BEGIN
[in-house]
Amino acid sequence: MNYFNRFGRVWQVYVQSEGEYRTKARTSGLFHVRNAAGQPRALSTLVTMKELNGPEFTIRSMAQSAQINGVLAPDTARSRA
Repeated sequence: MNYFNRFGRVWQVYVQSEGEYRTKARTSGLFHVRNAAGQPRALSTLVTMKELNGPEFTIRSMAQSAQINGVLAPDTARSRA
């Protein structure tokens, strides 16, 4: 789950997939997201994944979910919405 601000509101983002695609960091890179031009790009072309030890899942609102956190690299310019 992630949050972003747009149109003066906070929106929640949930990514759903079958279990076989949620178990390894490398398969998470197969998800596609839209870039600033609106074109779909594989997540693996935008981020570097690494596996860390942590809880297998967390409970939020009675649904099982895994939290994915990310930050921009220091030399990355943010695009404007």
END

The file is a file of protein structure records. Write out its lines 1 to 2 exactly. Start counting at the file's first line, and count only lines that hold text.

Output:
[in-house]
Amino acid sequence: MNYFNRFGRVWQVYVQSEGEYRTKARTSGLFHVRNAAGQPRALSTLVTMKELNGPEFTIRSMAQSAQINGVLAPDTARSRA